• 2 cans (1 pound 12 ounces) Las Palmas red chili sauce, medium (NOT enchilada sauce)
  • 2 cans (12 ounces) medium-sized black pitted olives
  • 1 can (4 ounces) can diced jalapenos
  • 1 can (7.75 ounces) El Pato sauce

Sprinkle each roast with Kosher salt, pepper, and garlic salt and place in separate Dutch ovens with 1/2 an onion and 3-4 cloves of garlic in each. 

Add enough water to cover the meat.

Bring to a boil then reduce heat to low and simmer until meat is falling about, about 2 hours.  If the water evaporates, add more to keep the meat covered. 

IMPORTANT:  Save the liquid broth that is left after cooking the beef.  This will be used when mixing the dough. 

Let meat cool enough to handle and shred. 

Combine pork and beef in one pot and add the rest of the ingredients:  red chili sauce, olives, jalapenos, and El Pato sauce.  Mix together and bring to a low boil.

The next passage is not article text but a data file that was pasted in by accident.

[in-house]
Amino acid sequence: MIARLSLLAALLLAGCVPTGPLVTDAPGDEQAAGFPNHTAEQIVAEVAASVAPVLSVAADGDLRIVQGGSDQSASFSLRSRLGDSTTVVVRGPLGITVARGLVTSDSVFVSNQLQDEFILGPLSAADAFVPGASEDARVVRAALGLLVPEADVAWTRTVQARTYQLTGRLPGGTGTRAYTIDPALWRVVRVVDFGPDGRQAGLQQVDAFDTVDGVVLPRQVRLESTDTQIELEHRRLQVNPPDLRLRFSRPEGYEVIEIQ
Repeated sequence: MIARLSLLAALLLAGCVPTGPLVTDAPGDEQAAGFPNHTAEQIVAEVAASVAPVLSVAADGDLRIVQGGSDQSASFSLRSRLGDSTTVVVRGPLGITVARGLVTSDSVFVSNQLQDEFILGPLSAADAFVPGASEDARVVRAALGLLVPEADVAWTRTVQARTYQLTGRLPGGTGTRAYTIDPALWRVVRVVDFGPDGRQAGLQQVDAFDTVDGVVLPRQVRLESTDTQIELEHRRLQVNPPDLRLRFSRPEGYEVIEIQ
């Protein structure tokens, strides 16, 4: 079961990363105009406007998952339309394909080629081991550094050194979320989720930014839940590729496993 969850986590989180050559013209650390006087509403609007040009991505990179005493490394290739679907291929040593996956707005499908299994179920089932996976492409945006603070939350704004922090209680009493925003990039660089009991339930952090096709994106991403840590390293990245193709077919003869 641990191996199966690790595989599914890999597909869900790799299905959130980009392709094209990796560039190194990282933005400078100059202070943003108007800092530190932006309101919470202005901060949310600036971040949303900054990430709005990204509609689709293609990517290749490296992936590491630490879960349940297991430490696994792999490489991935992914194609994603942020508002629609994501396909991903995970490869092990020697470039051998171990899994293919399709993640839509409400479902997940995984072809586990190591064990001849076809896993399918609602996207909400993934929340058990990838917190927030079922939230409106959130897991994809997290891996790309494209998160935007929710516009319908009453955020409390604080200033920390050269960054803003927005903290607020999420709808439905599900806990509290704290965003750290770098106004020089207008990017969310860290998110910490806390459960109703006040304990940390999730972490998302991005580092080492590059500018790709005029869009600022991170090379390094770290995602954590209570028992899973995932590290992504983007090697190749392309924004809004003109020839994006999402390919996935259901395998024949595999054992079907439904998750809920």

Simmer on low heat for about 1 hour. 

NOTE:  If after simmering there is a lot of liquid in the meat and it seems too soupy, remove some of the liquid.  You don't want the meat too runny.

The meat filling should end up about like this:

Sue being her helpful self and making sure that Norma is staying well-hydrated (by drinking her margarita) during the tamal making process: 

yields 10-12 dozen
  • 1 bag (4.4 pounds) Maseca tamal flour (look for a light beige colored bag)
  • 4 tablespoons salt
  • 2 tablespoons baking powder
  • 4 teaspoons baking soda
  • 2 cups shortening, room temperature
  • 2 quarts beef broth, reserved from cooking beef, warmed
  • 2 quarts store-bought beef broth, warmed
  • 1 can (7.75 ounces) El Pato salsa de chile fresco
  • 10-12 dozen hojas (corn husks)
Soak hojas (corn husks) for at least two days in warm water before rolling the tamales.  This makes the corn husk pliable and easier to work with.  Change the water in the morning and at night each day. 

In a very large pan (Norma suggests a turkey roasting pan) place the flour, salt, baking powder, baking soda, and shortening.

Use a fork and a knife to cut the shortening into the flour mixture. 

Then, use a hand mixer to fully incorporate the shortening into the mixture.  Beat on low speed until well combined. 

Add the warm beef broth, starting with the broth reserved from the cooked meat, a few cups at a time and stir with a wooden spoon.